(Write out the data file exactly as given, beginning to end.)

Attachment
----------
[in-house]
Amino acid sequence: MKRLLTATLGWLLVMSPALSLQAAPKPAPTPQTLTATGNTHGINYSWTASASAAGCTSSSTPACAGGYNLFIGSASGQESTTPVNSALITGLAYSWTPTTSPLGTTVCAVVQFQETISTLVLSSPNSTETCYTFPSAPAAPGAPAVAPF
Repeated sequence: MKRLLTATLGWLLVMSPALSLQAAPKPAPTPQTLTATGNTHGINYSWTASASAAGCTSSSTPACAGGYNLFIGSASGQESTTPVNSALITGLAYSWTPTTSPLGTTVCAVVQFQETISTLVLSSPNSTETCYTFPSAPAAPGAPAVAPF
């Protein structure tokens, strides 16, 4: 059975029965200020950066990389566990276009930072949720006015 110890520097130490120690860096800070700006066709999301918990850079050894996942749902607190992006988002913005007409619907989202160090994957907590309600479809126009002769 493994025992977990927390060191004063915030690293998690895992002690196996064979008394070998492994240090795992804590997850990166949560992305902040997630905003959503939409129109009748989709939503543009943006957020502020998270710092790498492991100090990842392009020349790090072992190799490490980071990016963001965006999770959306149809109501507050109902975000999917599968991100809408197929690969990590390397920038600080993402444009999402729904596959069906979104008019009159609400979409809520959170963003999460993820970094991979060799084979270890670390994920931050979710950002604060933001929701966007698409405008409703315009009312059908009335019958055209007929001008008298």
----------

[in-house]
Amino acid sequence: MKRLLTATLGWLLVMSPALSLQAAPKPAPTPQTLTATGNTHGINYSWTASASAAGCTSSSTPACAGGYNLFIGSASGQESTTPVNSALITGLAYSWTPTTSPLGTTVCAVVQFQETISTLVLSSPNSTETCYTFPSAPAAPGAPAVAPF
Repeated sequence: MKRLLTATLGWLLVMSPALSLQAAPKPAPTPQTLTATGNTHGINYSWTASASAAGCTSSSTPACAGGYNLFIGSASGQESTTPVNSALITGLAYSWTPTTSPLGTTVCAVVQFQETISTLVLSSPNSTETCYTFPSAPAAPGAPAVAPF
């Protein structure tokens, strides 16, 4: 059975029965200020950066990389566990276009930072949720006015 110890520097130490120690860096800070700006066709999301918990850079050894996942749902607190992006988002913005007409619907989202160090994957907590309600479809126009002769 493994025992977990927390060191004063915030690293998690895992002690196996064979008394070998492994240090795992804590997850990166949560992305902040997630905003959503939409129109009748989709939503543009943006957020502020998270710092790498492991100090990842392009020349790090072992190799490490980071990016963001965006999770959306149809109501507050109902975000999917599968991100809408197929690969990590390397920038600080993402444009999402729904596959069906979104008019009159609400979409809520959170963003999460993820970094991979060799084979270890670390994920931050979710950002604060933001929701966007698409405008409703315009009312059908009335019958055209007929001008008298």